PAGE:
Welcome, It's Monday, 25 September 2017

History

Birth of a transport empire

As a young man Alfred joined the Coldstream Guards with his brother, who went on to become a Sergeant Major. Unfortunately, Alf was taken ill, and it was discovered that he was only 15 so he was discharged.

He returned home and took on three jobs. Early each morning he worked as a tyre cutter, during the day he delivered coal with a horse and cart, and in an evening he worked as a doorman at the local cinema.

He met his wife-to-be, Anna, while she was working in a fish and chip shop. They married in 1923, despite her father’s protests that she should keep away from the rough Clarke family. Anna was from Aston and Alf was from Ladywood, both now suburbs of inner-city Birmingham (and home of the finest football team, Aston Villa).

As time moved on Alf progressed from his horse and cart to delivering coal on an already worn-out truck. It was then Anna told him to stop gambling and save his money to buy a truck of his own. In 1933 Alf started the business with one truck and found his first paying load to deliver. This was to Scotland, and for more than 50 years as the company grew it was known as Clarke's, the specialist Scottish Carriers.

(Photo taken 1962. Alfred Clarke - front right, Anna Clarke to his right. Bill Clarke (Senior) - back left, Brenda Clarke - front left)

Early days in corser street

In 1933 the business was operating from Corser Street in Smethwick, where it steadily grew until 1960. In 1942 the military came, and even though Clarke’s trucks were already being used in the war effort – moving arms and components around the UK – the best two trucks were commandeered for direct military use.

First big break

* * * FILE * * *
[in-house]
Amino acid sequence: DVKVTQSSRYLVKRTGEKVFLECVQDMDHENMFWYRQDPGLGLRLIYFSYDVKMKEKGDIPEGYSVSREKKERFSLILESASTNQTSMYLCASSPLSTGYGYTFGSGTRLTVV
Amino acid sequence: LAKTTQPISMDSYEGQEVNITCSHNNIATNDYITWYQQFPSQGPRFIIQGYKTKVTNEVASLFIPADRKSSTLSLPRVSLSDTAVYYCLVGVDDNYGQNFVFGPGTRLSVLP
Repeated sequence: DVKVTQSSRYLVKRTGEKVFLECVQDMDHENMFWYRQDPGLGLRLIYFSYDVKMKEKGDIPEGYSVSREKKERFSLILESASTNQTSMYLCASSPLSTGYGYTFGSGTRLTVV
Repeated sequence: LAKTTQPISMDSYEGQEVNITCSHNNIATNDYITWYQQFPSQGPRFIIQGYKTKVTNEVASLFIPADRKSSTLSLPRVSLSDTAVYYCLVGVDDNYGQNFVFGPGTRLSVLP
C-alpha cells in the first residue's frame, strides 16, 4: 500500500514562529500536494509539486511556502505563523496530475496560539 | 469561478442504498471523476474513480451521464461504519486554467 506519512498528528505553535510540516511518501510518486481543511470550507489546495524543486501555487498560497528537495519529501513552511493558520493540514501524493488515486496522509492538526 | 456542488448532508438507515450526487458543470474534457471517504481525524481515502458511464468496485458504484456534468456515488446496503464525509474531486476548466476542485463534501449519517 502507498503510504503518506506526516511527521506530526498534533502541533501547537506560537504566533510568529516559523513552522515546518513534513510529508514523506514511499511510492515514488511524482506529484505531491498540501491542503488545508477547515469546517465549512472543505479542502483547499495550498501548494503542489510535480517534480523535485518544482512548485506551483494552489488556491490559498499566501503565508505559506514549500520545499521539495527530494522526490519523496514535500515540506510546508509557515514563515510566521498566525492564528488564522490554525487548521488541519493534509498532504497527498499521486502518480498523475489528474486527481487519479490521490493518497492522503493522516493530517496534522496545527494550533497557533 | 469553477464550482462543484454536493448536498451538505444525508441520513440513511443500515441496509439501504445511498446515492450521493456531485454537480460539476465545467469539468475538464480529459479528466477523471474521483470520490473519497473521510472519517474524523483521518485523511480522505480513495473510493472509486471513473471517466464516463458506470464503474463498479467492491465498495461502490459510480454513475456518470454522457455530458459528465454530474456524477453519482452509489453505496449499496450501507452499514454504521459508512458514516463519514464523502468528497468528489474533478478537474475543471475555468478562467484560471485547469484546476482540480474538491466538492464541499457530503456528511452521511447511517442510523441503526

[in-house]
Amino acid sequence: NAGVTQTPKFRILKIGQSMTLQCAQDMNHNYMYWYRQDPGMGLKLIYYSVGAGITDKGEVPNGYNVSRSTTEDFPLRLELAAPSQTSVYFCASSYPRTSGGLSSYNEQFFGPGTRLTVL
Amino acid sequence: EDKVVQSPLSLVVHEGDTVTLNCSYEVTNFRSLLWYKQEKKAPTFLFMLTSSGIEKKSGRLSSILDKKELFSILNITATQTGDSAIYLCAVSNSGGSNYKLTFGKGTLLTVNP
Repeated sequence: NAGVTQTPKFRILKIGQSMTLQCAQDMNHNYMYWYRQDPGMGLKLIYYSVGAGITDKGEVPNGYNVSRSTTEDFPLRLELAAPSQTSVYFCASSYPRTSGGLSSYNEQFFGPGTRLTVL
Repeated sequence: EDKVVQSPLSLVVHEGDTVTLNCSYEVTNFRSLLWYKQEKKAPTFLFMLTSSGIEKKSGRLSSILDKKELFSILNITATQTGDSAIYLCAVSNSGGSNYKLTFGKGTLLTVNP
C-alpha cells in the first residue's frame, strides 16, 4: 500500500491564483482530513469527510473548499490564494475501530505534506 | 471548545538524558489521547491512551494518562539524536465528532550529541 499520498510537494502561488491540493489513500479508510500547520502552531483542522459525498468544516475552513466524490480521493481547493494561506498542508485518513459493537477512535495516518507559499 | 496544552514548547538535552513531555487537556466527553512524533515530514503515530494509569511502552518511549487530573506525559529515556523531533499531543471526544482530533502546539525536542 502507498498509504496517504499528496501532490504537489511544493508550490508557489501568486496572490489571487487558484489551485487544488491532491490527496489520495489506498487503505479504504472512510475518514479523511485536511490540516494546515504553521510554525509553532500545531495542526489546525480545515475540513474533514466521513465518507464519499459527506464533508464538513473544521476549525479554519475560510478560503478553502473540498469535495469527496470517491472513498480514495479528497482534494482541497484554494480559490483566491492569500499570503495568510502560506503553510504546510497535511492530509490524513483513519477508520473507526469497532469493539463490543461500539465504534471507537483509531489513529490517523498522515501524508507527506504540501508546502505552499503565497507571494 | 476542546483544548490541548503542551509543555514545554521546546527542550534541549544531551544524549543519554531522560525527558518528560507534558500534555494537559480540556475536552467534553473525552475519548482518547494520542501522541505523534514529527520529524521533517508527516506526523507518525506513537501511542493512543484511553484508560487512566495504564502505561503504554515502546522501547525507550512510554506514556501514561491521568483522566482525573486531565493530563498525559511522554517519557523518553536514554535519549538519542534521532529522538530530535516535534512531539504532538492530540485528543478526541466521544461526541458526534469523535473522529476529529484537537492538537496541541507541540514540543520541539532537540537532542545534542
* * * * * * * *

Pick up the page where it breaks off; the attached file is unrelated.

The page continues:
In 1951 the business was starting to flourish and Clarke's was offered the work distributing US Royal Tyres. Twenty-one extra trucks would be required, in addition to the existing six trucks working on general business. Alf needed to raise capital, so he borrowed money from the family, pawned their jewellery and emptied his three sons’ piggybanks. All were repaid with interest within 12 months. The three sons – Alfred, Maurice and Bill – grew up working in the business with trucks in the back yard, but that's another story.

A splash of clarke yellow

This picture was used for promotional work by both the local Ford dealer and ourselves. It shows our distinctive blue and yellow livery with red on yellow signage. The company colours came about because Bill Clarke had recognised years ago that all-blue trucks looked a little dull. Rather than completely respray the vehicles, which would cost too much money, it was decided to paint the top only. The colour was Volkswagen Yellow, though this is no longer used – it is also available as Clarke Yellow.

One big happy family

This group photo was taken around 1985, and although some of the people on the picture have retired or moved jobs, several still work for Clarke's, including:

Bill Clarke Senior - Managing Director
Robert Clarke - Operations Director
Bill Clarke Junior - Commercial Director
John O'Neill - Contracts Manager
Trevor Caron - Driver
Kenneth Pritchard - Driver

Suits you, sir!

Photo taken 1984 - from left to right :

Robert Clarke – Operations Director
Bill Clarke Senior – Managing Director
Bill Clarke Junior – Commercial Director

They say that every picture tells a story, and this one certainly does! It’s not just the slim young Clarkes with a full head of hair, but the fact that Robert hadn’t bought a suit for the shoot. He had to borrow a somewhat smaller suit that day – check out the cuffs and the bursting buttons. But hey, he still managed to look cool.

Testimonials

I just want to mention the professionalism of some your drivers (in Class 1 vehicles mainly) based at the Manchester depot. Being a cyclist on the road, I have to give praise for all your drivers that I have encountered on the roads around and near the depot in question. If they have to overtake, they hang back until safe to do so, and when overtaking, they give plenty of room, (I always wave a thanks to the drivers for doing so). If only other transport companies and other drivers used this kind of courtesy, the roads would be a safer place for vunerable road users. Well done to your drivers. Thanks